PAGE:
Error Propagation There are 3 different ways of calculating or estimating the uncertainty in calculated results Significant digits (The easy way out) Useful when a more extensive uncertainty analysis is not needed. Error Propagation (Not as bad as it looks) Useful for limited number or single measurements Statistical Methods (When you have lots of numbers Useful for many measurements

Dependent Error Propagation
Adding and Subtracting Multiplying and Dividing Average

Dependent (approx) (121)+(52)-(73) (121)*(52)*(73)
If the Average is 25, then 25 5

Propagation of Errors Basic Rule
Adding and Subtracting If x and y have independent random errors and , then error in z=x+y is Therefore we have

1.76 (0.03) (0.02) – 0.59 (0.02) = Z= =3.06 Therefore Z=3.06 0.04

Multiplying and Dividing
Propagation of Errors Basic Rule Multiplying and Dividing If x and y have independent random errors and , then error in z=xy is Therefore we have

Multiplying and Dividing
[1.76(0.03) x 1.89(0.02)] / 0.59(0.02) = Z= Therefore z=5.6 0.2

Putting it Together x=200 2 Y=50 2 z=40 2
x, y, z are independent, find q Let d=y-z Therefore q=20 6

What about Functions of 1 Variable
Find error for with s=20.02 We cannot use because s, s, s are not independent What to the rescue??? Calculus

V=s3 Let’s take the derivative of V with respect to s
Think of dV and ds as a small change (error) in V and s Therefore the value for V is V=80.2

x=100 6 then find V when A function of one variable… CALCULUS
Therefore V=10.0 0.3

What about a Function with a Constant?
You measure the diameter of a circle to be 20.02 Determine the area of the circle Calculus The area is 3.14 0.06

If q=f(x1, x2, x3, …xn) then Previous rule Let q=x1+x2 PROOF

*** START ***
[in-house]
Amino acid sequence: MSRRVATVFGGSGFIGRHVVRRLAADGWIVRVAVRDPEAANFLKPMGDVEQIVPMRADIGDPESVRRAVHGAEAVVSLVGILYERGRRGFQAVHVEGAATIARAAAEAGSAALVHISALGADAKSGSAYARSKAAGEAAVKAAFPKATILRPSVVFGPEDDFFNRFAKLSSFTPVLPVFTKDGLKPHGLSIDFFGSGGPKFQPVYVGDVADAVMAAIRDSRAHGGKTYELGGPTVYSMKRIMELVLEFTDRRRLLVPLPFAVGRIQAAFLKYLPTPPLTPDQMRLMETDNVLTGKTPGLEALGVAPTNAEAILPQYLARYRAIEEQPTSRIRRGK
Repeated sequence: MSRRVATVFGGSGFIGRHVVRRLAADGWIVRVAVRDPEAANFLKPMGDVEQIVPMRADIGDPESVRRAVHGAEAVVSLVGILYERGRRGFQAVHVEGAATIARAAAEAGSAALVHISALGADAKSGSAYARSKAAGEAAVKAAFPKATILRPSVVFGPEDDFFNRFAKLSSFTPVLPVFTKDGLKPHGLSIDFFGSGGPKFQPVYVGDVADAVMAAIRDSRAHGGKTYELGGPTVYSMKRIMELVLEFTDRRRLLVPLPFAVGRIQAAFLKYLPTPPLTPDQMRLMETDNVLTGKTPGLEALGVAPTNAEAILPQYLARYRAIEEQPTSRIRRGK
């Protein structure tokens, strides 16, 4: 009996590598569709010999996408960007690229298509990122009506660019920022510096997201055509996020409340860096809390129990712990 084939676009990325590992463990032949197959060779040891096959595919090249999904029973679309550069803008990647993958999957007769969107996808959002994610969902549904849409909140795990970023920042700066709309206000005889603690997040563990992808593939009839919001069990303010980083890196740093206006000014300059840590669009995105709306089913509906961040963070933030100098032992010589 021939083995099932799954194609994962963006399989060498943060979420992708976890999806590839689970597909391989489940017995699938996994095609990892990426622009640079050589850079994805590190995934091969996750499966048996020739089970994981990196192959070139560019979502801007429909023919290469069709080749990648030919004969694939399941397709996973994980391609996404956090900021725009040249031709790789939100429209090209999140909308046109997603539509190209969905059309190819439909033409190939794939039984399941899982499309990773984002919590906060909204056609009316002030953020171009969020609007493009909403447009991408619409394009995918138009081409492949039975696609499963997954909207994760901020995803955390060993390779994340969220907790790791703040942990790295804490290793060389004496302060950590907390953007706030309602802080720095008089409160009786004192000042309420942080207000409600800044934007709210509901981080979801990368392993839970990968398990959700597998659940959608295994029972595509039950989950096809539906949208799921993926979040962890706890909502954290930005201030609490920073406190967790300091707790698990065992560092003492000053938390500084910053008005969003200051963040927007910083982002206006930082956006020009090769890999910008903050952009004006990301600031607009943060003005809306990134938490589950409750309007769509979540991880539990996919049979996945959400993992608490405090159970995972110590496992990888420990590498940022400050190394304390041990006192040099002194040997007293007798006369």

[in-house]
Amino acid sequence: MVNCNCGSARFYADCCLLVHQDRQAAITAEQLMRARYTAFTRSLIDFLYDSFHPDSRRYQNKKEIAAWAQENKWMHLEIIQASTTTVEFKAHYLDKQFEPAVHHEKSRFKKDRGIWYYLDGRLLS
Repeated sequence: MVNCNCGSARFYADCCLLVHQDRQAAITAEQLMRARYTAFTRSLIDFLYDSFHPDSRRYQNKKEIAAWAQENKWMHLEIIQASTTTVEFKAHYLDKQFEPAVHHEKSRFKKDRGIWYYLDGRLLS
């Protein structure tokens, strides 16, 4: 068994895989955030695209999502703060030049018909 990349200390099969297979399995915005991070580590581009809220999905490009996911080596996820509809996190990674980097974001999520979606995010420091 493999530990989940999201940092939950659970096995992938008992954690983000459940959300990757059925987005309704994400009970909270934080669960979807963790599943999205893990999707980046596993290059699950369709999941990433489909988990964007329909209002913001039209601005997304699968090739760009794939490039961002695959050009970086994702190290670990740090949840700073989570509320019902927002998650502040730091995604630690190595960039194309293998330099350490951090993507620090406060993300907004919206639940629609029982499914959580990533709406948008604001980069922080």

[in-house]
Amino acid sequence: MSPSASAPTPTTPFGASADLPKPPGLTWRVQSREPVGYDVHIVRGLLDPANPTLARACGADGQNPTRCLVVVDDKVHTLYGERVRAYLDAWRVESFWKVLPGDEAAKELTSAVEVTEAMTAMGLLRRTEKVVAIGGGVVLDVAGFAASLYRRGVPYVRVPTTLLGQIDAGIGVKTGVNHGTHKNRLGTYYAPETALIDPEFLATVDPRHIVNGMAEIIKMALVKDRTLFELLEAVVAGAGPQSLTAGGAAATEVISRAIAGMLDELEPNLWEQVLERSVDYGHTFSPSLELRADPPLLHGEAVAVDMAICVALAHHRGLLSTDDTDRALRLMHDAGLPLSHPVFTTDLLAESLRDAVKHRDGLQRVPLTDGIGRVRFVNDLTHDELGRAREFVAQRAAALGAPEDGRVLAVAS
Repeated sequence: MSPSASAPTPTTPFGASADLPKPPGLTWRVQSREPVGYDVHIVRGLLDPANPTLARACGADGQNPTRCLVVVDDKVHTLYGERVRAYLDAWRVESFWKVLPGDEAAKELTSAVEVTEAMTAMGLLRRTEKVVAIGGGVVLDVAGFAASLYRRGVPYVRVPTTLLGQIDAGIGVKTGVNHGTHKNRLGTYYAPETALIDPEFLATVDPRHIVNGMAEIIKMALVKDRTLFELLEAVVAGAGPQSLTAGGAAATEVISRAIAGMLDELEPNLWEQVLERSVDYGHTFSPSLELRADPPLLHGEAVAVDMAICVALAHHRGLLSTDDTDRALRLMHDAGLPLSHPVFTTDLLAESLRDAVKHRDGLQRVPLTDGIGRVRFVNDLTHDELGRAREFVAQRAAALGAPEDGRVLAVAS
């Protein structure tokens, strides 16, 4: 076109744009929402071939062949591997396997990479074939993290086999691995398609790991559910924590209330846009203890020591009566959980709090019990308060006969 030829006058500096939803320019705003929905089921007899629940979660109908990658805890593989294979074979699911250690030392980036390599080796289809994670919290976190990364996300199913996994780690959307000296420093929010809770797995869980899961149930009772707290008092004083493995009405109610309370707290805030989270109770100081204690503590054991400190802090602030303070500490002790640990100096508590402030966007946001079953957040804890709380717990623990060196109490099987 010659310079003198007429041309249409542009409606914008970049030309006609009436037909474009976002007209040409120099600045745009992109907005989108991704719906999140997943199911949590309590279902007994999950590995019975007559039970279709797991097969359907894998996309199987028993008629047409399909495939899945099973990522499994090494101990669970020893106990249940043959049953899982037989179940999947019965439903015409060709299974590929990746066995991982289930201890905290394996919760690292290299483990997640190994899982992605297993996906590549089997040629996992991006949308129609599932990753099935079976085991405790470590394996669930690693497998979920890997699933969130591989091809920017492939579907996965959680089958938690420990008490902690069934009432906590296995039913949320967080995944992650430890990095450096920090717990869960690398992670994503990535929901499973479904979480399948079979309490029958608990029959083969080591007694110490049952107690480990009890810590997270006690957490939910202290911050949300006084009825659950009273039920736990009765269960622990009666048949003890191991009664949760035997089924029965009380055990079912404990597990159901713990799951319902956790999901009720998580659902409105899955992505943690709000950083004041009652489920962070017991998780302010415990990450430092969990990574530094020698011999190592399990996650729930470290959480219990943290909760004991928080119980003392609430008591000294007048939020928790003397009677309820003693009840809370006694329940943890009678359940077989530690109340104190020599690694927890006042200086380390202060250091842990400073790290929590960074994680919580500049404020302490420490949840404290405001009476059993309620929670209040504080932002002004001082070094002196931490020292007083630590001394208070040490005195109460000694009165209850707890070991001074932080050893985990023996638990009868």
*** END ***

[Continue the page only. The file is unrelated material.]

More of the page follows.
If q=f(x1, x2, x3, …xn) Let q=x1*x2 Previous rule PROOF

The Atwood Machine consists of two masses M and m attached to the ends of a light, frictionless pulley. When the masses are released, the mass M is show to accelerate down with an acceleration: Suppose the M and m are measured as M=100 1g and m=50 1 g. Find the uncertainty in a The Partial Derivatives are:

Uncertainty Therefore a=(3.3 0.1) m/s2

Focal Length Determine the focal length plus uncertainty when p=100±2 cm and q=30±1 cm

Focal Length The focal length is (23.1±0.6) cm or (23±1) cm

Ugly Trig Problem Determine q and error is x=10±2, y=7±1, Ø=400±30
=-0.732 =0.963 =9.813

Still the Ugly Trig Problem
Trig should be in radians Therefore q=3.5±2

Max-Min Technique If you do not have a calculus background, then you can use this technique to determine the uncertainties in a complicated equation. Determine the actual value. Make the largest possible value. Make the smallest possible value. Average the difference between the actual and the largest value and the actual and the smallest value. This average is the uncertainty.

Ugly Trig Problem again
Determine q and error is x=10±2, y=7±1, Ø=400±30 Ave=5.0236 Therefore: 25±5

Using Percent Errors Two Simple Rules:
When Adding or Subtracting add the Absolute Errors like you would normally do, then convert to Percent (Relative) Error. When Multiplying or Dividing add the Percentage Errors

Percent Error Exmple For wx: For y2:
To find Error for z, we need to convert Percent Errors to Absolute Therefore: